Imagine the booming roar of the Tyrannosaurus rex as it bursts through the trees at a jeep filled with human morsels. Can you hear it? That classic roar helped to inspire a new generation of dinosaur lovers and transform the field of paleontology. The science fiction adventure film Jurassic Park hit the theaters in 1993 and grossed over $900 million worldwide during its original theatrical run, making it the highest grossing film at the time.
I loved Jurassic Park when I was a kid. It was action-packed, funny, and best of all, had freakin’ dinosaurs in it! I mean, what more can you ask!? But beyond being one of my all-time favorite childhood movies, I hadn’t given the film much thought. It wasn’t until recently that I realized the impact of the film on the general public and what it has done for paleontology.
I recently stumbled across an Ask-Me-Anything (AMA) on Reddit by Matthew Carrano, who is Curator of Dinosauria at the Smithsonian’s National Museum of Natural History.
One question he was asked was: “Did Jurassic Park have any impact on your life?”
Matthew’s response was great: “Jurassic Park had a huge impact on my life in a sort of indirect way. I was already in grad school when it came out (1993), so it wasn’t a factor in my decision to be a paleontologist. But that movie changed the public landscape for dinosaur paleontology. It made dinosaurs interesting to adults and not just children, and helped fuel a major change in museums as a side effect.
One result is that every major museum has now renovated their dinosaur exhibits (we’re up next!). Another is that they’ve all re-hired dinosaur paleontologists. For many decades, most US museums didn’t have any dinosaur paleontologists on staff, but now they all do. So I can, in part, thank Jurassic Park for the fact that I have a job.”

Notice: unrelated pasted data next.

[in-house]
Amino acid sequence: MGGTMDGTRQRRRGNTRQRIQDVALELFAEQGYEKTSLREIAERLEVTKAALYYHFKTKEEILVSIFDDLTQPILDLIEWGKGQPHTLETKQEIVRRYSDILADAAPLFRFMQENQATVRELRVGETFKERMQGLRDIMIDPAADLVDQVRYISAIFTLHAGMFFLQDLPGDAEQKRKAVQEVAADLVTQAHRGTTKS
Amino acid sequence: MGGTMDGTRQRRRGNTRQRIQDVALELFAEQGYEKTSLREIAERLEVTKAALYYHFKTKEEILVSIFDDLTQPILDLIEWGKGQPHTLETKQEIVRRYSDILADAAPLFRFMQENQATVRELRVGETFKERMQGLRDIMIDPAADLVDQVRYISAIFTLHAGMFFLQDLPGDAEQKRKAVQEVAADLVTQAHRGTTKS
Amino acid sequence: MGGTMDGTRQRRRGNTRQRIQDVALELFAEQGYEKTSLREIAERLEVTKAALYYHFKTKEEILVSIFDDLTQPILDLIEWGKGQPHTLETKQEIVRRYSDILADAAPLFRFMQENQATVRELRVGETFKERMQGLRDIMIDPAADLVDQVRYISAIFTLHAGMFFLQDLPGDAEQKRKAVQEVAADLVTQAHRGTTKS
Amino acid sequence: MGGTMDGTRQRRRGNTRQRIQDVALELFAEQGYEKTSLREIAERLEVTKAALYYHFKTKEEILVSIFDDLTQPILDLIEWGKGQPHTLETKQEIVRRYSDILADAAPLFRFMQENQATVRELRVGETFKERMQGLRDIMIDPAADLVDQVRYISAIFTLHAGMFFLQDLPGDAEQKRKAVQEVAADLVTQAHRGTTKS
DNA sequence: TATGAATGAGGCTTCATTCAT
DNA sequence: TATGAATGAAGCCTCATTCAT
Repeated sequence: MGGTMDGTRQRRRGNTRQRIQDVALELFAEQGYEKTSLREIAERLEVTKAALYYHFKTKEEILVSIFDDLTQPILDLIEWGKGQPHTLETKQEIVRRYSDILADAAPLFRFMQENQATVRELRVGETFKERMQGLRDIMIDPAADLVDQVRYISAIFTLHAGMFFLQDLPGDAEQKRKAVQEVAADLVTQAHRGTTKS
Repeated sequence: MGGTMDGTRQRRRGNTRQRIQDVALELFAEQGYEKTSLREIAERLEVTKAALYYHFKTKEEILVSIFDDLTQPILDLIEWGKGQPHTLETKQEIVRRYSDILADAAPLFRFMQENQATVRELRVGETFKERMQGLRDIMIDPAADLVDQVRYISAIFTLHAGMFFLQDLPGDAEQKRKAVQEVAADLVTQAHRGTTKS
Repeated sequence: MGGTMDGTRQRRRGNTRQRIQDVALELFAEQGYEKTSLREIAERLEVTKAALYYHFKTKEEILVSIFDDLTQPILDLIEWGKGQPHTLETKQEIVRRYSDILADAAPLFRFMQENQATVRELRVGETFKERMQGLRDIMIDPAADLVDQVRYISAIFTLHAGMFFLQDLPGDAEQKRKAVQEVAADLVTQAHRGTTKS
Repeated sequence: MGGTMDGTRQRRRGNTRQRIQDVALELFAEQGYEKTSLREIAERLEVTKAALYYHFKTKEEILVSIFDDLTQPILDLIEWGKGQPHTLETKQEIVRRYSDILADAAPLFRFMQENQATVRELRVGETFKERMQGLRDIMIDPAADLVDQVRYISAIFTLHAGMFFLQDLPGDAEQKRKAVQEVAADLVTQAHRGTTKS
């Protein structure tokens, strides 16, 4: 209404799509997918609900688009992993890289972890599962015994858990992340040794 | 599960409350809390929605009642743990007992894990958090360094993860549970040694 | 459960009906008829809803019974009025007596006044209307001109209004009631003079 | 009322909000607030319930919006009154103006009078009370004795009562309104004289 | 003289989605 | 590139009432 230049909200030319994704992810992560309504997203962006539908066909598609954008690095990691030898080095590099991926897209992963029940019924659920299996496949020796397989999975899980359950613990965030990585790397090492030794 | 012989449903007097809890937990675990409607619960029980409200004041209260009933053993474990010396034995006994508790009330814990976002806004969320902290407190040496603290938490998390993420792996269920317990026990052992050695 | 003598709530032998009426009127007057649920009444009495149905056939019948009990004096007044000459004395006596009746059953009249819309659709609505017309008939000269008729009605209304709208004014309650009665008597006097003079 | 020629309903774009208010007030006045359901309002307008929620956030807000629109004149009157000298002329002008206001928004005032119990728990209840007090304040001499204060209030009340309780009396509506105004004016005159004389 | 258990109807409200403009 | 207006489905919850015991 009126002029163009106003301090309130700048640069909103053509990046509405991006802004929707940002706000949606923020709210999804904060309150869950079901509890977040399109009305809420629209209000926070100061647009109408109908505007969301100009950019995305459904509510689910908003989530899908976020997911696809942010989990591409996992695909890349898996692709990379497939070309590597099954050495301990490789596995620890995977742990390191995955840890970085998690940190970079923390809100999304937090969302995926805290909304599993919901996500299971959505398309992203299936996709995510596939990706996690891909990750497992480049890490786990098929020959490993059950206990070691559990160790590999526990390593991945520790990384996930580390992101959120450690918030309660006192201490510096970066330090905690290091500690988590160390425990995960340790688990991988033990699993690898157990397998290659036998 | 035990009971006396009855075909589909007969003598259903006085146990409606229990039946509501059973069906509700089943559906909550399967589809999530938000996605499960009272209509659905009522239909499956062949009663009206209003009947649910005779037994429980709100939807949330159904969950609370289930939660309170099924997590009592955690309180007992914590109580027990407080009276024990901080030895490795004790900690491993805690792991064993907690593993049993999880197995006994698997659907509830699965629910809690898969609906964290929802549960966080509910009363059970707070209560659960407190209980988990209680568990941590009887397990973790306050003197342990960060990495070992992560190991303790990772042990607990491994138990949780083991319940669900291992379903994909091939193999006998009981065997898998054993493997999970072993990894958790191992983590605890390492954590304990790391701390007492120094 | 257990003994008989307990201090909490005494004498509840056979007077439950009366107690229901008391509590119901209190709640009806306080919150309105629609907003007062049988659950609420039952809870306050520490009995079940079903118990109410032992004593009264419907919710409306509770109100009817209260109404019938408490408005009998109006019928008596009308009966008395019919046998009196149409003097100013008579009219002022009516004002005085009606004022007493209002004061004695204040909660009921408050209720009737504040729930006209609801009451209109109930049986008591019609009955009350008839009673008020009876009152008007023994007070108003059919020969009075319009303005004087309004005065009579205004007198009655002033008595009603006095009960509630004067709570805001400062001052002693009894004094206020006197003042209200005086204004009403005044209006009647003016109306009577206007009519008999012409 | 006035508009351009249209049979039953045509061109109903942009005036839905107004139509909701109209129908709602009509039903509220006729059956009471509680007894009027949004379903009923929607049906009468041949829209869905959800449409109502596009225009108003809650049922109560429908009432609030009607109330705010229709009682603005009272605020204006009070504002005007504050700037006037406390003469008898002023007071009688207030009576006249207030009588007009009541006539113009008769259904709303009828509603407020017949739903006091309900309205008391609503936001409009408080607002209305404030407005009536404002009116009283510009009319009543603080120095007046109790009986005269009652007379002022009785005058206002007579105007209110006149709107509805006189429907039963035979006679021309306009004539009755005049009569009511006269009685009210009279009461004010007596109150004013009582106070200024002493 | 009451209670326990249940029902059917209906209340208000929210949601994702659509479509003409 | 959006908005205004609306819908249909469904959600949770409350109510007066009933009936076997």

Randy Olson, author of Don’t be Such a Scientist, comments on the film as well. In his book, he notes that Jurassic park inspired its audience to join careers in paleontology, without even providing any statistics or logical arguments on why people should choose that career. The film provided motivation by telling a good story with plenty of humor, excitement, and emotion. Therein lies the magic of film as a motivational medium.
My obsession with the natural world can be traced back long ago, to the third-grade. When our teacher asked the class what we wanted to be when we grew up, I promptly wrote down: I want to be a herpetologist, a paleontologist, or an entomologist. Not your typical third-grade answer, but I’ve clearly stuck to my guns (for entomology at least). I’m certain that Jurassic Park played a role in my wonder and amazement about prehistoric creatures, nature, and science, as it did with so many others.
What we need now are more movies like Jurassic Park. In a time when scientific progress is constantly under attack, it’s important to utilize the power of film to inspire a general audience, so in turn, they will support the scientific community. So the next time you see a film (even a science fiction film), be aware that it could very well help to inspire the next generation of scientists!